The actress Sienna Miller was one of the people to be questioned at the inquiry: “I felt like I was living in some sort of video game with people kind of pre-empting every move I made as a result of accessing my private information.” She went on to say: ‘‘I would often find myself, at the age of 21, at midnight, running down a dark street on my own with 10 men chasing me. And the fact they had cameras in their hands made that legal.”
JK Rowling was another celebrity who had her phone hacked by News of the World and has been questioned at the Leveson Inquiry. She told how her daughter once came home from school with a letter from a journalist found in her backpack: “I felt such a sense of invasion,’’ Rowling said: ‘‘It’s very difficult to say how angry I felt that my five-year-old daughter’s school was no longer a place of complete security from journalists.’’
One question on the country’s lips, will be what will happen now. At the moment newspapers and magazines are overseen by the PCC; however, the PCC has no legal powers and all newspapers and magazines voluntarily adhere to the rulings of the commission, making the industry self-regulating. The PCC has received criticism for its lack of action in the News of the World hacking scandal and many people including MPs and the Prime Minister David Cameron, have called for it to be replaced with a new system.
On Tuesday 29th November 2011, Paul McMullen, a former News of the World Features Editor, hit out at his former employer, accusing Andy Coulson of introducing phone hacking at the paper. Paul McMullan was questioned at the Leveson inquiry, Lord Justice Leveson had to warn him several times, as he risked incriminating himself as he spoke about alleged criminal wrongdoing during his time at the paper. When asked whether his News of the World Editors, Rebekah Brooks and Andy Coulson, knew voicemail messages were being intercepted, McMullan said: “Yes... I could go a bit further than that.”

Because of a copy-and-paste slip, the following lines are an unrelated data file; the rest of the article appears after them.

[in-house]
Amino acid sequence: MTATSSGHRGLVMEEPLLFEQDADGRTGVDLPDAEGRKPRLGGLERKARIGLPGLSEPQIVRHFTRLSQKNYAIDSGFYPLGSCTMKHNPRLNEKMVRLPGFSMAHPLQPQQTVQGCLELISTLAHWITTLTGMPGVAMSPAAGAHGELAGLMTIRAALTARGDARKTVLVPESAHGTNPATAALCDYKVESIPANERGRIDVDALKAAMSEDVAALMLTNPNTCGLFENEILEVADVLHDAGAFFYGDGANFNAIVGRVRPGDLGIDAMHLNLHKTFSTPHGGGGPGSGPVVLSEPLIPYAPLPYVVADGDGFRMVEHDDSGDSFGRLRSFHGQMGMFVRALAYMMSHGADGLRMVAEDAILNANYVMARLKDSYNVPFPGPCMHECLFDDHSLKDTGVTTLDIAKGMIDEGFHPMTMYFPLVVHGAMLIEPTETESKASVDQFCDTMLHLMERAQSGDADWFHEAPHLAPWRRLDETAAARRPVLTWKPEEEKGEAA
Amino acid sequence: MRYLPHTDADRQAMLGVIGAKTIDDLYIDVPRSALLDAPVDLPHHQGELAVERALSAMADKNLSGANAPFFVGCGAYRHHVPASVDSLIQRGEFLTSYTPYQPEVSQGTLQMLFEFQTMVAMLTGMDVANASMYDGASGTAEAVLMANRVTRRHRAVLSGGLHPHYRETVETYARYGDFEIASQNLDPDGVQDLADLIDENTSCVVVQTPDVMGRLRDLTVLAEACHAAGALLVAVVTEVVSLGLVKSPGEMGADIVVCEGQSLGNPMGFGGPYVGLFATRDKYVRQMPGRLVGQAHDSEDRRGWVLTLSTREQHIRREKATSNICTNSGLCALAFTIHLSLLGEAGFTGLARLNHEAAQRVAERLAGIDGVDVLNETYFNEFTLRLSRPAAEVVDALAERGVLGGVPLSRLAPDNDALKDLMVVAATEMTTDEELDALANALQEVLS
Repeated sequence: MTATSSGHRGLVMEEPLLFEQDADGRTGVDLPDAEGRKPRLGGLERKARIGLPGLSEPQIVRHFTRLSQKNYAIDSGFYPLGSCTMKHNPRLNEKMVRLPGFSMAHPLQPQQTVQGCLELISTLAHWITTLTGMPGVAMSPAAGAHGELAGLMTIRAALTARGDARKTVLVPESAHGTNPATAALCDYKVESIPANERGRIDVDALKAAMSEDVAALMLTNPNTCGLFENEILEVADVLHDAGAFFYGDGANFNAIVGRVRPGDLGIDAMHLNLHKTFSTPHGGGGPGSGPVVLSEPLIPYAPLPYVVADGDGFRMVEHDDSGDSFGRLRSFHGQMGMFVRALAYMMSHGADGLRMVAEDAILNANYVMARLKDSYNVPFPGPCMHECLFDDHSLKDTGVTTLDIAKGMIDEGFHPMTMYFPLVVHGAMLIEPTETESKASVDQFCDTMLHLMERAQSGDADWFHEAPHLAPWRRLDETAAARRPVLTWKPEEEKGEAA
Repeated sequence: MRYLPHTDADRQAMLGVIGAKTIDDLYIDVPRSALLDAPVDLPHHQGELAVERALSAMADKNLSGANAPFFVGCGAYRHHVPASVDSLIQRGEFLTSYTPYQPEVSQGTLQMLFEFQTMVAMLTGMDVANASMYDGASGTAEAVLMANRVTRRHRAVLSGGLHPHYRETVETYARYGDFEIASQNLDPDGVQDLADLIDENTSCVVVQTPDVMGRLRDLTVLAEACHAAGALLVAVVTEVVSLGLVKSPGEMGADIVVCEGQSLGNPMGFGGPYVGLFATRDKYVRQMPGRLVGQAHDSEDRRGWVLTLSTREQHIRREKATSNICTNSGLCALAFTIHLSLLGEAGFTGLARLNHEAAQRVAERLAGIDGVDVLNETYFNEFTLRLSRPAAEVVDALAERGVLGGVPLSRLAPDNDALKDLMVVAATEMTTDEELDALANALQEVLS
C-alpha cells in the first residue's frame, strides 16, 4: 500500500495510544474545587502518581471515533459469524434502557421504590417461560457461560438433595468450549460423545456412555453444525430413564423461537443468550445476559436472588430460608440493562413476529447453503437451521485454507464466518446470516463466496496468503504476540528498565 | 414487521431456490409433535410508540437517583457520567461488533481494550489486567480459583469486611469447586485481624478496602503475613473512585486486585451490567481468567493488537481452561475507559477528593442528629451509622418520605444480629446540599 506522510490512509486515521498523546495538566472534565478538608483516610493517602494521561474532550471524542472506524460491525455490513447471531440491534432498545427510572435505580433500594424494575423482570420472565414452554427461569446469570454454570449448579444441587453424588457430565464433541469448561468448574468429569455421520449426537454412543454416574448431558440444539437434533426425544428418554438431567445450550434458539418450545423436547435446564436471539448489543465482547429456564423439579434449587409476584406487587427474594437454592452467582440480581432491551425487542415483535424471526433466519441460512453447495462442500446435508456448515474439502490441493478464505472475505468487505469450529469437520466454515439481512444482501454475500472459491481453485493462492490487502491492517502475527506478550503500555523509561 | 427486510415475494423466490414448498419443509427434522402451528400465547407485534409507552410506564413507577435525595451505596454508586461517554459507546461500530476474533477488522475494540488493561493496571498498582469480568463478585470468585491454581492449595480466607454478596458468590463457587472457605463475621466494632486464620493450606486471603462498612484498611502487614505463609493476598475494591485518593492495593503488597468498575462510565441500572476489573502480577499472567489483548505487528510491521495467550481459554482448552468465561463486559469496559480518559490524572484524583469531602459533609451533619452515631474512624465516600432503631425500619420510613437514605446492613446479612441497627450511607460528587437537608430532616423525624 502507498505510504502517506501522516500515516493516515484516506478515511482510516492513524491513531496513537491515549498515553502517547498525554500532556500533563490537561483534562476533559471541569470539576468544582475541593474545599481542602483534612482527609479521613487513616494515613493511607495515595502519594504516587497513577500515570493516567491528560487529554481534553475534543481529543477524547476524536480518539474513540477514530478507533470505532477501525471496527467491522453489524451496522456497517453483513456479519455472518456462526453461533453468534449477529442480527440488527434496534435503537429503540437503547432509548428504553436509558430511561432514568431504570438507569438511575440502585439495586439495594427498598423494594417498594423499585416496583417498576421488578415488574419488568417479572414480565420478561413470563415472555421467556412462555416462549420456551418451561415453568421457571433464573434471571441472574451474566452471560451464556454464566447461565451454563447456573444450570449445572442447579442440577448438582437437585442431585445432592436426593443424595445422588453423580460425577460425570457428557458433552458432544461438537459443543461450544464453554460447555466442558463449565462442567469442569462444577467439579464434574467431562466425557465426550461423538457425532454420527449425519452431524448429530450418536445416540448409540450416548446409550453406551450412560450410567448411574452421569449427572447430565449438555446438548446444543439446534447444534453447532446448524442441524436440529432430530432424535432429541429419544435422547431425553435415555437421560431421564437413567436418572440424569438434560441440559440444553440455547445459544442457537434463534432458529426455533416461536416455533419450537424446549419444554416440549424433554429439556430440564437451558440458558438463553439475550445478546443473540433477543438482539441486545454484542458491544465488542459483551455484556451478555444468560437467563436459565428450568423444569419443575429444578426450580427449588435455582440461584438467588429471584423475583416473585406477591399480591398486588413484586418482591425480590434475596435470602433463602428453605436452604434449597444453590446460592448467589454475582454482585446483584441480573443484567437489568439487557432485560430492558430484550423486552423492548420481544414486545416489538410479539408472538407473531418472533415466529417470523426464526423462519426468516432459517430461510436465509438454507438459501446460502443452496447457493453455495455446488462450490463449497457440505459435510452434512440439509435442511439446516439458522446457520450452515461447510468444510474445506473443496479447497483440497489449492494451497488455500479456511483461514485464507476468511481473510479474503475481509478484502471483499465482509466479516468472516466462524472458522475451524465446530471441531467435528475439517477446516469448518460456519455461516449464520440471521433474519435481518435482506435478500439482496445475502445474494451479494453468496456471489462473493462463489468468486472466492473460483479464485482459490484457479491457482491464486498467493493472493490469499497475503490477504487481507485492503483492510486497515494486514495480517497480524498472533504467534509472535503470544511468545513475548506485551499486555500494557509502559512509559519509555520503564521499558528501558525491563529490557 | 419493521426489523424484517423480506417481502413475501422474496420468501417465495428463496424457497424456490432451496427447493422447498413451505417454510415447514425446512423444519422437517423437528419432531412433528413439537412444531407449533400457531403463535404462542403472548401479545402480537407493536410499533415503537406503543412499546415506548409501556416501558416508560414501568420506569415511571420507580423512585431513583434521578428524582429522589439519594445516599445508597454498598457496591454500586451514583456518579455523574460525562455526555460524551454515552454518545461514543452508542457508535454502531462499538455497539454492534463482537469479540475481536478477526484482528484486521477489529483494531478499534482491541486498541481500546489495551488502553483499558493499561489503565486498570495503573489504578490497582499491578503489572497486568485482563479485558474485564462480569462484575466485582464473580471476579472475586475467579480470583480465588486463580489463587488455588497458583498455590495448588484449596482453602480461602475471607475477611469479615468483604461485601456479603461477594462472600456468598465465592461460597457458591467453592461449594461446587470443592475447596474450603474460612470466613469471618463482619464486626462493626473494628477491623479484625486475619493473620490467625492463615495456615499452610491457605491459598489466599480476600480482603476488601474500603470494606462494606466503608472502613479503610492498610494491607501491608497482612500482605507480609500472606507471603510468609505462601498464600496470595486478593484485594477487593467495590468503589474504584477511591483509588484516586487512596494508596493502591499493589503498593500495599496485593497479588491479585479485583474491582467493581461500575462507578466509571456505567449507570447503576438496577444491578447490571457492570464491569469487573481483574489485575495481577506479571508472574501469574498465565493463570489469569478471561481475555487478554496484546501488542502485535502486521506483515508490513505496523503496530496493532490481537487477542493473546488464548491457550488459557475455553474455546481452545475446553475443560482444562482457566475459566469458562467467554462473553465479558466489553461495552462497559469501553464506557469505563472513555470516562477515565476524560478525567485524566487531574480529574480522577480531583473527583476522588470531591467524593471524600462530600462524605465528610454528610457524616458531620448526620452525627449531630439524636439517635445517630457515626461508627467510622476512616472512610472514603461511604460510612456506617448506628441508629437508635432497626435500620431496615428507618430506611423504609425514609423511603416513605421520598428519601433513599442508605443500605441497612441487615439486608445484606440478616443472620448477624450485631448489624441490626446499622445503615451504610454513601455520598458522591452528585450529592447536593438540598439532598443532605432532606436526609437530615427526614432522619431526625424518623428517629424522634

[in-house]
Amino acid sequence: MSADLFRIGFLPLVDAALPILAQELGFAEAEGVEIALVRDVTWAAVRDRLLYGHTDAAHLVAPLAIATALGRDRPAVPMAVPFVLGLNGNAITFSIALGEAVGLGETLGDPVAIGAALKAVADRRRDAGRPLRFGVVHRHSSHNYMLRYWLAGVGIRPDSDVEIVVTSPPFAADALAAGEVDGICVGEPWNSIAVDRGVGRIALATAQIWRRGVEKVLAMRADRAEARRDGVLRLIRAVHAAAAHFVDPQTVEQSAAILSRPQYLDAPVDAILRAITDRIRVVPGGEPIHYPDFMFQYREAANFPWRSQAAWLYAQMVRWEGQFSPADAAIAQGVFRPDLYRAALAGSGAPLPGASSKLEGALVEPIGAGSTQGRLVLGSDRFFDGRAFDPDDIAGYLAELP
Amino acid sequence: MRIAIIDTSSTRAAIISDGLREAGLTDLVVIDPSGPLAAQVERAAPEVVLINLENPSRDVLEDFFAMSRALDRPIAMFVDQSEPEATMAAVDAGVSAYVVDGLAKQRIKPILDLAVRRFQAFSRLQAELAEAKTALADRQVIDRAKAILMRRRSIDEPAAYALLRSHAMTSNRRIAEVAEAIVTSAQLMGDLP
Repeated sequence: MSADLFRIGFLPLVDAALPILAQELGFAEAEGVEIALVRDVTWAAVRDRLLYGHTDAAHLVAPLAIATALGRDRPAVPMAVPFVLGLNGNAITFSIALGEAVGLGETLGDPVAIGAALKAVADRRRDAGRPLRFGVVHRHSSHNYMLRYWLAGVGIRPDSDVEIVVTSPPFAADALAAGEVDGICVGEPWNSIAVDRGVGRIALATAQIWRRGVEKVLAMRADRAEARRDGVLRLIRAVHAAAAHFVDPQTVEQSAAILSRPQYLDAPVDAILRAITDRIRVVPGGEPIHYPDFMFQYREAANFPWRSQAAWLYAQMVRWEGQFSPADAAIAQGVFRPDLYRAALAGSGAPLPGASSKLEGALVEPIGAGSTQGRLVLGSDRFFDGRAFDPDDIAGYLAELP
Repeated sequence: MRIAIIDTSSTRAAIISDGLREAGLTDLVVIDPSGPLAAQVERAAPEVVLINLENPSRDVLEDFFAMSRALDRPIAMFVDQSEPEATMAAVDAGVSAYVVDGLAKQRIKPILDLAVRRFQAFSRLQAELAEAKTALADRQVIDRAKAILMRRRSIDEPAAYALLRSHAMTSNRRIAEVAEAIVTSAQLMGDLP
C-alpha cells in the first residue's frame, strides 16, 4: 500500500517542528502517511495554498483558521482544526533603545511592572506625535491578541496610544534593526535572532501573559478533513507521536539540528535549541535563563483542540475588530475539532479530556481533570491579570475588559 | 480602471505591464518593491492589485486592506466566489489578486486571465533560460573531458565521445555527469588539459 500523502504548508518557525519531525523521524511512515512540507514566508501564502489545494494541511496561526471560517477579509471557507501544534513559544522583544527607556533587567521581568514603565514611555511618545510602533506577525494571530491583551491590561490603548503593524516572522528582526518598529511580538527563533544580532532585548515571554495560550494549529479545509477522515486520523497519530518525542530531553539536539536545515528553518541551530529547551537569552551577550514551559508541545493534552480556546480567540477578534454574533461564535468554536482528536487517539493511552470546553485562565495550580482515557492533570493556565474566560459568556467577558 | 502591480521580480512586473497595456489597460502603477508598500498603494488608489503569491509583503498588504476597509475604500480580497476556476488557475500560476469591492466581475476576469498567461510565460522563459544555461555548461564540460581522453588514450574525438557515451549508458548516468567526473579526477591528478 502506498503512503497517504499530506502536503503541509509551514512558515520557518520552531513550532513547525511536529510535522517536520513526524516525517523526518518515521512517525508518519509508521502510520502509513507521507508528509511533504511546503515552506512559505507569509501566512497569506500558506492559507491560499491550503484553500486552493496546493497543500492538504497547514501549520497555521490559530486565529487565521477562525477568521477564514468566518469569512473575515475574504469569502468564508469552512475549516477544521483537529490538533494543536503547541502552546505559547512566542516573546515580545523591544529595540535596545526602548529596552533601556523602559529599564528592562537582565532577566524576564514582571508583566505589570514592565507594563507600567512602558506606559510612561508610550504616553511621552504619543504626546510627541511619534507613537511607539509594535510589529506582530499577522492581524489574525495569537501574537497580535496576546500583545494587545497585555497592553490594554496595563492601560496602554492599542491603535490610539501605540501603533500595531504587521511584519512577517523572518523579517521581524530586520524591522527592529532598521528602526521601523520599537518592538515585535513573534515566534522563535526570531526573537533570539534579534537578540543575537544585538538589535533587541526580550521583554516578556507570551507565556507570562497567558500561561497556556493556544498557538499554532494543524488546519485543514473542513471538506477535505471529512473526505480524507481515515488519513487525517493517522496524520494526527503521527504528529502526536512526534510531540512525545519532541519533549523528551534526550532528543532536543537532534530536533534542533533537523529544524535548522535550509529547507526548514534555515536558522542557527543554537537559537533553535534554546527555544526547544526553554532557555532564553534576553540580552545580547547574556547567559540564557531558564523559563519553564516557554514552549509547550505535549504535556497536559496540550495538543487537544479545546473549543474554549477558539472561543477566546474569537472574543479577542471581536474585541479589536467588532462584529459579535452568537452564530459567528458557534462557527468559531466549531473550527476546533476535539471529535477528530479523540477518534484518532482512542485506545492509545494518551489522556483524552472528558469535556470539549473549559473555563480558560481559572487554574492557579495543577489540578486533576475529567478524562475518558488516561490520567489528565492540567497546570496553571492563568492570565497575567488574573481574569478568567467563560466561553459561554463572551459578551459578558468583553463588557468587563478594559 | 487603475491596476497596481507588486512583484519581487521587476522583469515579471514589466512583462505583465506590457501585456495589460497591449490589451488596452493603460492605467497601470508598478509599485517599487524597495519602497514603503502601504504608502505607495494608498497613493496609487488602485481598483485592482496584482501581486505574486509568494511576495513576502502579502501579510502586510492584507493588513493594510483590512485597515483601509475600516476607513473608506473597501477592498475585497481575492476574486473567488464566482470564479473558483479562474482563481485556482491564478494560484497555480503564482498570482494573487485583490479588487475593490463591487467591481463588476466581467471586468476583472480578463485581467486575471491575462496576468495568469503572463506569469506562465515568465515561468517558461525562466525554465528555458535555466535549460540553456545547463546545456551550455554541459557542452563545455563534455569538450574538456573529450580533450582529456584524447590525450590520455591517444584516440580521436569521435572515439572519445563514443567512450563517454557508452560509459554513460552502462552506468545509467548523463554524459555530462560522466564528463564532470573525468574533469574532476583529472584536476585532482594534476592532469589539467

He added: “Andy Coulson brought that practice [phone hacking] wholesale with him when he was made Deputy Editor. They should have had the strength of conviction to say, ‘Yes, sometimes you have to stray into black or grey illegal areas’... instead they said ‘we didn’t know they were doing it’. They’re the scum of journalism for trying to drop me and my colleagues in it.” He then added: “For 21 years you have a culture of illegality of phone hacking. What you have is a future prime minister cosying up and being moulded by the arch-criminal, Rebekah Brooks, the criminal-in-chief.”
He later said that hacking into murdered schoolgirl Milly Dowler’s phone was “not a bad thing for a well-meaning journalist to do”, claiming that they were trying to find the schoolgirl while she was still missing because they had such little faith in the police to do the job.
When Hugh Grant was questioned at the inquiry in November, there was one thing he said which could determine whether something like this could happen again. “What is in the public interest, and what is of the interest to the public?”
As they are still currently in the midst of the inquiry, one question sticks in everyone’s minds, who will now make sure something like this doesn’t happen again. When the Leveson inquiry opened on Monday 14th November 2011, Lord Justice Leveson said: “The press provides an essential check on all aspects of public life. That is why any failure within the media affects all of us. At the heart of this Inquiry, therefore, may be one simple question: who guards the guardians?”